Here Come the Rocks (Part II)
Earlier this week, Alan wrote about the start of the new curling season. But the title of his posting foreshadowed this piece in the Trono/Trahnah Sun [with thanks to Brian Ferguson, who blogs at Canadian Econoview].
Watching the sport on TV is one thing. But to start up a club means getting a set of the stones that are usually sculpted from granite boulders that fall from a Scottish island called the Ailsa Craig.It looks to me as if some clubs in some areas might be folding, especially smaller rural areas with declining populations. What happens to the rocks from these clubs? Does anyone know if there is an active market in used curling stones? There are a few really old ones available on e-bay, but I would think that new clubs should be able to find supplies from the clubs that are fading.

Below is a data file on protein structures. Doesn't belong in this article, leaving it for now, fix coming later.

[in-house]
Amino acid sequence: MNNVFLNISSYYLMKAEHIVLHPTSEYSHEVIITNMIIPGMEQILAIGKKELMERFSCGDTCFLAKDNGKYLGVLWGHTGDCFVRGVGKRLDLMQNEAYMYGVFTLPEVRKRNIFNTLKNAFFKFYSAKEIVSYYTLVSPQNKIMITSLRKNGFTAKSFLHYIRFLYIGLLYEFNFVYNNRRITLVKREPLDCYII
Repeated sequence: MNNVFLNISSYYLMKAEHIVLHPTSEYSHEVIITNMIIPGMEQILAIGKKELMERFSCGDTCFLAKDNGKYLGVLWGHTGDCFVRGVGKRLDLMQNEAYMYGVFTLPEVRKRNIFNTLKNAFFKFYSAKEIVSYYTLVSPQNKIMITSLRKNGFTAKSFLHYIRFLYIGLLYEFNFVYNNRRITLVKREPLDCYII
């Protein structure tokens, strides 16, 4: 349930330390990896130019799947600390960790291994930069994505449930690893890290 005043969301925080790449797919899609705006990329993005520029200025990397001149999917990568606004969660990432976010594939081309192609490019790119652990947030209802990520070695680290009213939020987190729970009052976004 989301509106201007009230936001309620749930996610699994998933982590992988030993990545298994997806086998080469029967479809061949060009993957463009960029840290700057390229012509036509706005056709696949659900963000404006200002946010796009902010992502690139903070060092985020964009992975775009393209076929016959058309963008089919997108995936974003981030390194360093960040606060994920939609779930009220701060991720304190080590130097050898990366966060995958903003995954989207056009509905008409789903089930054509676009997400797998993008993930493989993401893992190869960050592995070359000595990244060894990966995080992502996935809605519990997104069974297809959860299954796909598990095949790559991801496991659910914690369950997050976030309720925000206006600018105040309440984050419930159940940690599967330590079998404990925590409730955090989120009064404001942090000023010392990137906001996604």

And there weren't enough to go around.
So 40 new sets, each with 16 of the 42-pound stones, set sail from Scotland for Rotterdam aboard the Feederlink 3. From there, it's on to Montreal on the Maersk Palermo and ultimately to Stevens Point, Wis., the home of the national governing body. (The U.S. Curling Association itself was unable to store 13 tons of granite in its small basement office, so a local publisher offered to hold onto it until they're distributed.)
The sets are earmarked for clubs in Minnesota, Arizona, Tennessee, Michigan, Colorado, Indianapolis, Wyoming, California, New York and Nebraska. Through the World Curling Federation's loan-to-purchase program, clubs can use the stones while they get started without the having to shell out as much as $7,600 US for a set.